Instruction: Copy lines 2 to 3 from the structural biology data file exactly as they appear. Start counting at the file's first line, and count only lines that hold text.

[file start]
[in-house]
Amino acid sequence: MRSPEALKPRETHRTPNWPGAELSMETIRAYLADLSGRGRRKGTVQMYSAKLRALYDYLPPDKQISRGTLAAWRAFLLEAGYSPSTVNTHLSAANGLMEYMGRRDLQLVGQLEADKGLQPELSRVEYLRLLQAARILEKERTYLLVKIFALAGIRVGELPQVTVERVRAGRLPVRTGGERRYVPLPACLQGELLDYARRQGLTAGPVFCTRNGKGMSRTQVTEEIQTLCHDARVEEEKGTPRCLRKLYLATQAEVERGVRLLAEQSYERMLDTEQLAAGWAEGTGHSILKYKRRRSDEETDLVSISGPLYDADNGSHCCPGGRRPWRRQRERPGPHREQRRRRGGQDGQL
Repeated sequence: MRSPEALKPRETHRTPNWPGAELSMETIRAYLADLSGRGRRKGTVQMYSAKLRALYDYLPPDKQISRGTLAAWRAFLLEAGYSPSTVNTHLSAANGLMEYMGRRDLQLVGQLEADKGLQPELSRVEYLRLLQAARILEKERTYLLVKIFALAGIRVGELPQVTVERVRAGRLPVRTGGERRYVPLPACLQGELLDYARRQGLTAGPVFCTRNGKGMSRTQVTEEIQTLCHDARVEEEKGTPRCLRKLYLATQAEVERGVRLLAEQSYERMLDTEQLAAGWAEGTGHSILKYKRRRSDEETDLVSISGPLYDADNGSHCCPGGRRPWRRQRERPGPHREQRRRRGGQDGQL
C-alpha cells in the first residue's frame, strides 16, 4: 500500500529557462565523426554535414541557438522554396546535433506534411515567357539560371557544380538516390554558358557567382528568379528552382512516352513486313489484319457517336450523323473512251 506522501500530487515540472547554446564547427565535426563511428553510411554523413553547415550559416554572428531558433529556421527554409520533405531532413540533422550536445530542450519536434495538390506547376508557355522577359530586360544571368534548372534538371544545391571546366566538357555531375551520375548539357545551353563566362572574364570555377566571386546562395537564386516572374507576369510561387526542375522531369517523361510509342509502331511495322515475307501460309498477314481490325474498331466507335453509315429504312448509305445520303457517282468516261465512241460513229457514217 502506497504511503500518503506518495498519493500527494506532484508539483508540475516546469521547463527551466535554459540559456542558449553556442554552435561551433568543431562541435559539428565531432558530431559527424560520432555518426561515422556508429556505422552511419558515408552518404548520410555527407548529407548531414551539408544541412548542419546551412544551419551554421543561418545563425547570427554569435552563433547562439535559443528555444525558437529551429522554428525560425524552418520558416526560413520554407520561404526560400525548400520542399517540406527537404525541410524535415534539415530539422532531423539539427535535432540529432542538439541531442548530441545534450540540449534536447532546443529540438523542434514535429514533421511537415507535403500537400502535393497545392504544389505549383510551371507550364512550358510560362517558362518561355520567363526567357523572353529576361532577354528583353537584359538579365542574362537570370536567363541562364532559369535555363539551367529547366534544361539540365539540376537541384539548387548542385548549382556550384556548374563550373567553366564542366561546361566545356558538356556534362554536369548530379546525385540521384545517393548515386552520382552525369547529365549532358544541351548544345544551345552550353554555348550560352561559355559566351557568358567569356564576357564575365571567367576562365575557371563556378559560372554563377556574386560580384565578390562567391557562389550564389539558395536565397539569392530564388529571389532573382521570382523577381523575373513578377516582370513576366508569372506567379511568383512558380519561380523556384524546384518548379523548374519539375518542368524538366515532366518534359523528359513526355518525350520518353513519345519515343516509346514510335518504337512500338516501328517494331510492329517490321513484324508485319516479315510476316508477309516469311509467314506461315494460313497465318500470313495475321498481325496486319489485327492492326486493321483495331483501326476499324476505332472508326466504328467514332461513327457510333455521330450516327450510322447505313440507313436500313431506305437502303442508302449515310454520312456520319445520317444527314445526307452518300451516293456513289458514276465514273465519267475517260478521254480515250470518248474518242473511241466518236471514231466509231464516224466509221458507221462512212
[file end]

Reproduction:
Amino acid sequence: MRSPEALKPRETHRTPNWPGAELSMETIRAYLADLSGRGRRKGTVQMYSAKLRALYDYLPPDKQISRGTLAAWRAFLLEAGYSPSTVNTHLSAANGLMEYMGRRDLQLVGQLEADKGLQPELSRVEYLRLLQAARILEKERTYLLVKIFALAGIRVGELPQVTVERVRAGRLPVRTGGERRYVPLPACLQGELLDYARRQGLTAGPVFCTRNGKGMSRTQVTEEIQTLCHDARVEEEKGTPRCLRKLYLATQAEVERGVRLLAEQSYERMLDTEQLAAGWAEGTGHSILKYKRRRSDEETDLVSISGPLYDADNGSHCCPGGRRPWRRQRERPGPHREQRRRRGGQDGQL
Repeated sequence: MRSPEALKPRETHRTPNWPGAELSMETIRAYLADLSGRGRRKGTVQMYSAKLRALYDYLPPDKQISRGTLAAWRAFLLEAGYSPSTVNTHLSAANGLMEYMGRRDLQLVGQLEADKGLQPELSRVEYLRLLQAARILEKERTYLLVKIFALAGIRVGELPQVTVERVRAGRLPVRTGGERRYVPLPACLQGELLDYARRQGLTAGPVFCTRNGKGMSRTQVTEEIQTLCHDARVEEEKGTPRCLRKLYLATQAEVERGVRLLAEQSYERMLDTEQLAAGWAEGTGHSILKYKRRRSDEETDLVSISGPLYDADNGSHCCPGGRRPWRRQRERPGPHREQRRRRGGQDGQL